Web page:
Once the marksmen have the athletes ready, the starter whistles.
The chief timekeeper then waves to acknowledge that track officials are ready.

And there is Jim, one of the starters - whistle at the ready I think.
And so the competition was over - at the track.
Bill and I continued later at home.
I have all the results given by the electric timekeeping system and so we compared to the hundredth of a second with what we had on our watches.
Then we can work out our average error.
Bill was the victor! But he was disappointed because, for him, he had a bad day. He was nearly as bad as me!
And to be honest we were not actually that bad.
My average error over 91 times taken was 4.46 hundredths of a second.
We could fault the signal from the guns.
We expect to see a good clear flash from the gun - no, we do not start on the bang.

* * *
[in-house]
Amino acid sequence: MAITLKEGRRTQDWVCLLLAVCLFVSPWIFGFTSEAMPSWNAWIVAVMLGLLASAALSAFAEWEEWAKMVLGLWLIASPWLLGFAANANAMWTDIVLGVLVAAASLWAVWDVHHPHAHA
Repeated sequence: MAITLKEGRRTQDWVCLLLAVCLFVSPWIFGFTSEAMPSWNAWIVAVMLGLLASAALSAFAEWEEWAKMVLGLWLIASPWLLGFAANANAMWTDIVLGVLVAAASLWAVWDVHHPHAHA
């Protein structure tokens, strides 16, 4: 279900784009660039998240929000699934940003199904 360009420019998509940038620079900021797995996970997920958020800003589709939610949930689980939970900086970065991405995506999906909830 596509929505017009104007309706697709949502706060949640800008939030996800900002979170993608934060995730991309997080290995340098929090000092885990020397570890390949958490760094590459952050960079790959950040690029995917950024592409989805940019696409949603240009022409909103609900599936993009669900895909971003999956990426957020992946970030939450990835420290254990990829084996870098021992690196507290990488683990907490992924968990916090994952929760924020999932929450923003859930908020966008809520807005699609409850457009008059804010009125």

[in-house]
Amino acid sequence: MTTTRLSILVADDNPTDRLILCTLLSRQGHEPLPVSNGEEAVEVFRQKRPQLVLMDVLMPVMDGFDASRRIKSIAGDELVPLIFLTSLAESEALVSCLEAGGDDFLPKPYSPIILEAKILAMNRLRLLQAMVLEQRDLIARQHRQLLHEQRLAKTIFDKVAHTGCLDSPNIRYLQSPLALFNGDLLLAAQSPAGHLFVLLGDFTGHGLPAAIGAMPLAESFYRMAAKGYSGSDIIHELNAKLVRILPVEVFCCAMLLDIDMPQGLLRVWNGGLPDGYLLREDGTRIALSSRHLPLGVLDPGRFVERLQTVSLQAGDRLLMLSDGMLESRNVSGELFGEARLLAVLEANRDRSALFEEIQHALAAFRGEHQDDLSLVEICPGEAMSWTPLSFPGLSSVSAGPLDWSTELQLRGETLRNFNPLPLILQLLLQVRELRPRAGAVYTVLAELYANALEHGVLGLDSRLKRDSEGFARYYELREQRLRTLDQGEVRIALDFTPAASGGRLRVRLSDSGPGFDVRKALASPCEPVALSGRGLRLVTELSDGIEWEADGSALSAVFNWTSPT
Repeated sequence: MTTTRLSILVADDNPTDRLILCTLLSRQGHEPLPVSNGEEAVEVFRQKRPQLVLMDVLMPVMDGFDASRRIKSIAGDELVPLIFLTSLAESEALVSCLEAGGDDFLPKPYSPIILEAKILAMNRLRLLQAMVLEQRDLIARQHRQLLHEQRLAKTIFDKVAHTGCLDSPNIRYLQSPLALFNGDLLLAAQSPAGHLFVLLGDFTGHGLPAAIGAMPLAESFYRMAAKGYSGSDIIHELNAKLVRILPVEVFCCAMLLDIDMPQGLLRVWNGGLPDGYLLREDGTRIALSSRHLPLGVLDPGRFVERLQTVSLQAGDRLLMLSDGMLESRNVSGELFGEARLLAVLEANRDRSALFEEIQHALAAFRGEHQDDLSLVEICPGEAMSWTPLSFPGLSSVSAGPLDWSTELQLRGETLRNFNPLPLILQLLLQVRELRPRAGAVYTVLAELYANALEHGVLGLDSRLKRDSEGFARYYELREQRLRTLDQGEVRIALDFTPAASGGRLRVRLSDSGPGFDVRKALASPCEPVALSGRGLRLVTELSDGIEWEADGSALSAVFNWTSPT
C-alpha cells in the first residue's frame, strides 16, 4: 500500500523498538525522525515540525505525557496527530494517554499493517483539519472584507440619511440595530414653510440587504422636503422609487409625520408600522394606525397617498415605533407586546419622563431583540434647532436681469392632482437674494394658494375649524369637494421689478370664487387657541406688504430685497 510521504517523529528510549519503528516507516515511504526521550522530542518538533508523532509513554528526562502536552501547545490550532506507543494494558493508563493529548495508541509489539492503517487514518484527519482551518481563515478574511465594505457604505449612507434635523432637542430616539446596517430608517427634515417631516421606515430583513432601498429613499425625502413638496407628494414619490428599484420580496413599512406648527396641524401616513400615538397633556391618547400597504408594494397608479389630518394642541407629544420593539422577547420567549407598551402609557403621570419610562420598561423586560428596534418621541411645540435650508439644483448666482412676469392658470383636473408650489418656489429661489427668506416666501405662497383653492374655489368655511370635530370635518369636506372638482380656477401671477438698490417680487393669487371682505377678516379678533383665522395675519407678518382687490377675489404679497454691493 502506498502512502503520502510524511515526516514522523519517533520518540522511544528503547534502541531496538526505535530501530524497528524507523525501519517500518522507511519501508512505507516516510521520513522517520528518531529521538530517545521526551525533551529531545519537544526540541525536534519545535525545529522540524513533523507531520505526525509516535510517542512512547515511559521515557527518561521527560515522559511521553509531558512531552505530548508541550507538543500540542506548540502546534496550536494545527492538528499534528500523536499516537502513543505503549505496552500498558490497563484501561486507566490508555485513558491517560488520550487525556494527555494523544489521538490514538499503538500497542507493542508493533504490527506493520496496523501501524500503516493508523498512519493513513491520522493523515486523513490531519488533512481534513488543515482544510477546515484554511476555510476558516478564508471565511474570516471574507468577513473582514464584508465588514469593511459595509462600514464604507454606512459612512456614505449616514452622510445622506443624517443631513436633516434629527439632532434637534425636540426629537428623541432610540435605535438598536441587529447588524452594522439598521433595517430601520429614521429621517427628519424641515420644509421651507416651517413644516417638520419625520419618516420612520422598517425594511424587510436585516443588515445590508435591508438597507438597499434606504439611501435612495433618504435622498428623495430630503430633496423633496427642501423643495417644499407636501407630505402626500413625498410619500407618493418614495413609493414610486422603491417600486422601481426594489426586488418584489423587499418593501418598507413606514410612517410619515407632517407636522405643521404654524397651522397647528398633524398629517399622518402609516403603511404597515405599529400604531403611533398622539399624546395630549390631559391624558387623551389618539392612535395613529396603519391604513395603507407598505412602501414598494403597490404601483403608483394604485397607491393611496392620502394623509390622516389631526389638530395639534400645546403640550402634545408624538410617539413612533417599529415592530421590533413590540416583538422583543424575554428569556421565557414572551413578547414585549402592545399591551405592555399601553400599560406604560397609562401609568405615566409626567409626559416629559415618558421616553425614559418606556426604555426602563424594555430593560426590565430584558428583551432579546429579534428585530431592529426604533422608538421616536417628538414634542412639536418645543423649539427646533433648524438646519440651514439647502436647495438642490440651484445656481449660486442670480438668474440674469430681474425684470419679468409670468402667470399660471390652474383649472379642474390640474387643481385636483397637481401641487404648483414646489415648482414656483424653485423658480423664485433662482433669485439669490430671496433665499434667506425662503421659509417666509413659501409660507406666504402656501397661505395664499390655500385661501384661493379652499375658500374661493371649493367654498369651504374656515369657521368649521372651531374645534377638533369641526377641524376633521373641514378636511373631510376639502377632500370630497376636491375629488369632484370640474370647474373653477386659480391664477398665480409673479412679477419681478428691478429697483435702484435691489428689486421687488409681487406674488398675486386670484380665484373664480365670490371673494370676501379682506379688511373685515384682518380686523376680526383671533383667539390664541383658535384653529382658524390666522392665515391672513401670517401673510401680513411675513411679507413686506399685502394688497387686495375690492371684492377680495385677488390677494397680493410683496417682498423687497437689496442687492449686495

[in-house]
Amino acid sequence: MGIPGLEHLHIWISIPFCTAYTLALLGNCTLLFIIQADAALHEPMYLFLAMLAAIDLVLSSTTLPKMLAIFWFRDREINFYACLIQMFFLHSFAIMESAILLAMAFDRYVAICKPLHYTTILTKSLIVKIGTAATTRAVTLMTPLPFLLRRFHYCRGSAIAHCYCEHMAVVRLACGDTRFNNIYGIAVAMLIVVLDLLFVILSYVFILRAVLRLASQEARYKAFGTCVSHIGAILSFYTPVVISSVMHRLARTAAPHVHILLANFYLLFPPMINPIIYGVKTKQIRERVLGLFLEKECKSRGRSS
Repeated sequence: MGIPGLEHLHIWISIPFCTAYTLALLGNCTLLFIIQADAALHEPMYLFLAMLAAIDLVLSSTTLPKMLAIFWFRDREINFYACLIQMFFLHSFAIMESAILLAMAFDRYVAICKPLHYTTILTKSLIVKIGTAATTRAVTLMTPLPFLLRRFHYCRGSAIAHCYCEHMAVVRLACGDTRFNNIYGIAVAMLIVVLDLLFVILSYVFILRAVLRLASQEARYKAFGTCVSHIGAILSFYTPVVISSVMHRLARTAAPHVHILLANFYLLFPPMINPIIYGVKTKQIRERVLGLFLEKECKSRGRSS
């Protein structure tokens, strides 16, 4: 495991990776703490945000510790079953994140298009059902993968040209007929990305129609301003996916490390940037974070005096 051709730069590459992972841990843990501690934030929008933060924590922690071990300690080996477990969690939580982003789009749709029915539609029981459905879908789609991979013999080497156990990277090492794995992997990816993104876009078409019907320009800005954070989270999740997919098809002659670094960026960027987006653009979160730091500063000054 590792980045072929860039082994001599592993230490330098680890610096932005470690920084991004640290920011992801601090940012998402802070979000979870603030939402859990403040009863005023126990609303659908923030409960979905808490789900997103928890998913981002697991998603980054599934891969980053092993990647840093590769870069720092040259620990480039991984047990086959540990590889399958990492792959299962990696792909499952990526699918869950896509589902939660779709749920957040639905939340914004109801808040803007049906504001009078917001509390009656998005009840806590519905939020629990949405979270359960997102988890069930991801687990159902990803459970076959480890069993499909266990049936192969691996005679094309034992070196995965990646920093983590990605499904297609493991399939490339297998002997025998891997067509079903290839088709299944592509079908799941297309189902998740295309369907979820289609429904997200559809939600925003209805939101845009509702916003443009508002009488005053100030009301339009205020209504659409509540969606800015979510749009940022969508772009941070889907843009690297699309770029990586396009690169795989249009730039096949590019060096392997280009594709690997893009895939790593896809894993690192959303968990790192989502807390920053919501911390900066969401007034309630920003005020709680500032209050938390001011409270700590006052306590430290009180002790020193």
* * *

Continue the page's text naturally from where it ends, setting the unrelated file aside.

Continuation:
But our starters are not able to get good ammunition at the moment and all we see is a puff of white smoke.
People of a technical nature will realise why we don't start on the bang - sound takes time to travel.
Tomorrow I think we will go to the shop - to collect any monies and have a tidy up.
We should also go and see Julie - who has not been able to get to the shop for some weeks after a fall.
Jamie has a good blog posting - a village fete, including a picture of John
http://jamie-monk.blogspot.com/

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Sunday, August 29, 2010

 

Discovering items and family.

It was Sunday - up early of course.
We went to Pease Pottage - and I found things to buy; interesting things, which I enjoy having and will enjoy displaying in the shop and hopefully will bring some profit.
I spent a little while pondering on one item. We had got three or 4 aisles away when I knew I had to return to it.
I will photograph it tomorrow.
It is an Edwardian fire screen with stained glass, framed with brass. It is heavy.
I had already asked the price and was told £45.
On my return I asked again and still it was £45, at which I looked a bit doubtful, I guess.
"Make me an offer" said the seller.
I like that game!